Flume Event Scalability Analysis

This is the follow up of the project in this post. Our professor asked us to perform scalability analysis of the technology that we used, and write simple report on it. I decided to analyze Flume scalability in term of the number of events that can be supported by the Flume configuration. The project itself is inspired from Mike Percy’s Flume-NG performance measurement, and I re-used some of his software components. There are two main differences between this project and Mike’s work, which are:

  •  This experiment introduces one-to-one relationship between the nodes and Flume load generator. Tht means, each Flume load generator process exists in an independent node (which is Amazon EC2 medium instance).
  • This experiment introduces cascading setup, which will verify whether there is improvement in scalability or not compared to non-cascading setup

Flume-based Independent News Aggregator

It has been more than two weeks since my last post! 🙁 I was busy with exam, project reports and my trip preparation. Finally, I manage to find time (on my journey from Warsaw to Prague) to update my blog :p

Well, I would like to cover our SDS project titled “Flume-based Independent News Aggregator” but my project-mate, Mario, has covered as well in his blog. So in this case, I’ll just give you the link to Mario’s post, which is here.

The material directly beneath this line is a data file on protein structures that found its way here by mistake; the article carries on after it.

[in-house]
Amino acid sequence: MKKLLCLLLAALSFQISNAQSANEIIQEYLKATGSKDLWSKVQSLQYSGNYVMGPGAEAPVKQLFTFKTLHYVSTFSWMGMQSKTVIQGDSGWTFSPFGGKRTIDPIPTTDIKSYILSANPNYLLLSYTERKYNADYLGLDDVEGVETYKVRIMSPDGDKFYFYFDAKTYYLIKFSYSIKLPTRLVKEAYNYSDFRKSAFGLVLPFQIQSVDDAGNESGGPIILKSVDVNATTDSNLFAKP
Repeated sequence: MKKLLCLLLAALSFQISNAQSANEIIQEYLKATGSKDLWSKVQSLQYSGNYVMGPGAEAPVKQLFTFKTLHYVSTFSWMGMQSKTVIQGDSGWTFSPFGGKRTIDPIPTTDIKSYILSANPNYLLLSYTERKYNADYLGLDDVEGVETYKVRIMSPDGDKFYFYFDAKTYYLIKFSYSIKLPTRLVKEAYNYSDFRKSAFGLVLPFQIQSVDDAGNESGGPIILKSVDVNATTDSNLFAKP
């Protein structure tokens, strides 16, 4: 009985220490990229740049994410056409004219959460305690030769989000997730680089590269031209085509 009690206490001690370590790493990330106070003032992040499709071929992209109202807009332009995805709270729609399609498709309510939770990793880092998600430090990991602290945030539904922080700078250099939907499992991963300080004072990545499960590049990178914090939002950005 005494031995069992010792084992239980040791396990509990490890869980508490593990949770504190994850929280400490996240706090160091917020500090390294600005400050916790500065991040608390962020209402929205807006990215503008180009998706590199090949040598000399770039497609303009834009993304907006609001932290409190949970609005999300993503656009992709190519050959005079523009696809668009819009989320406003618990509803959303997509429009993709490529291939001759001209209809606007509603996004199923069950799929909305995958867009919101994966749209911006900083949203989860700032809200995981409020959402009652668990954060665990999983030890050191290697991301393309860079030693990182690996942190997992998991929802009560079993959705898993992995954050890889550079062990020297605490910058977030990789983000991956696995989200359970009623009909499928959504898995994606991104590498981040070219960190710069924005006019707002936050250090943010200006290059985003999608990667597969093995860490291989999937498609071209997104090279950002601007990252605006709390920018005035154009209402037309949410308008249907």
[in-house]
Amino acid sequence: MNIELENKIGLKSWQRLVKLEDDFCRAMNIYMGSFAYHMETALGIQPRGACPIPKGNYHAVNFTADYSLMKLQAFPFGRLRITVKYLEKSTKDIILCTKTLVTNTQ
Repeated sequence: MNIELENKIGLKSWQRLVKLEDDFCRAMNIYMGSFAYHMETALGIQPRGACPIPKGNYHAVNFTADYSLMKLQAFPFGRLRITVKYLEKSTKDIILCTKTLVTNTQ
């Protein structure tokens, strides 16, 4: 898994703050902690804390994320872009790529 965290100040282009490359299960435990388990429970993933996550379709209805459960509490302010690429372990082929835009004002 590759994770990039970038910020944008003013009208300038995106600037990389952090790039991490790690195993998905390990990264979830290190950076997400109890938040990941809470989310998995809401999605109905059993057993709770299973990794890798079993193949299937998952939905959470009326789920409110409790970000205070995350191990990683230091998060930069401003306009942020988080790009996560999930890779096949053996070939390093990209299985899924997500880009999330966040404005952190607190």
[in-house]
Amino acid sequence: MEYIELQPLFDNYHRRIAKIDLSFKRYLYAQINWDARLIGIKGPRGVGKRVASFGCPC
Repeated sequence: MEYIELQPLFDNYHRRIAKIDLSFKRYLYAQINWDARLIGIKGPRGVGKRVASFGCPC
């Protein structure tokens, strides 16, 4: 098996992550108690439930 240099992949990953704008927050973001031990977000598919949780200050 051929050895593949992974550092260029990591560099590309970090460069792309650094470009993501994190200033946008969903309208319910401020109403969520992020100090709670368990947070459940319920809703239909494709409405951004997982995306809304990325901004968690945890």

As a follow up of the project, our professor asked us to experiment with the system with regards to its scalability. It is individual project, and I plan to experiment with Flume scalability in term of number of event it can support. Mario will do something related to its realiability and fault tolerance. I plan to update this blog once I finished the project 🙂

*Update: Post about the mini project of Flume Scalability can be found here.

Consistency Tradeoff in Modern Distributed DB

Last week I had presentation about the relevancy of CAP theorem in modern distributed system design. This presentation is based on an article titled “Consistency Tradeoffs in Modern Distributed Database System Design” by Daniel J. Abadi from Yale University.

CAP theorem is widely used in Distributed Database System(DDBS) design. In a nutshell, it says that in designing modern DDBS, we only can choose two properties out of three properties that are crucial for DDBS. The aforementioned properties are Consistency (C), Availability (A) and Partition Tolerance (P).  And this diagram below summarize the available combination of CAP:

CAP Diagram
CAP Diagram

Now, the question here are, is there something wrong with CAP theorem? Is it still relevant with modern DDBS design? Continue reading Consistency Tradeoff in Modern Distributed DB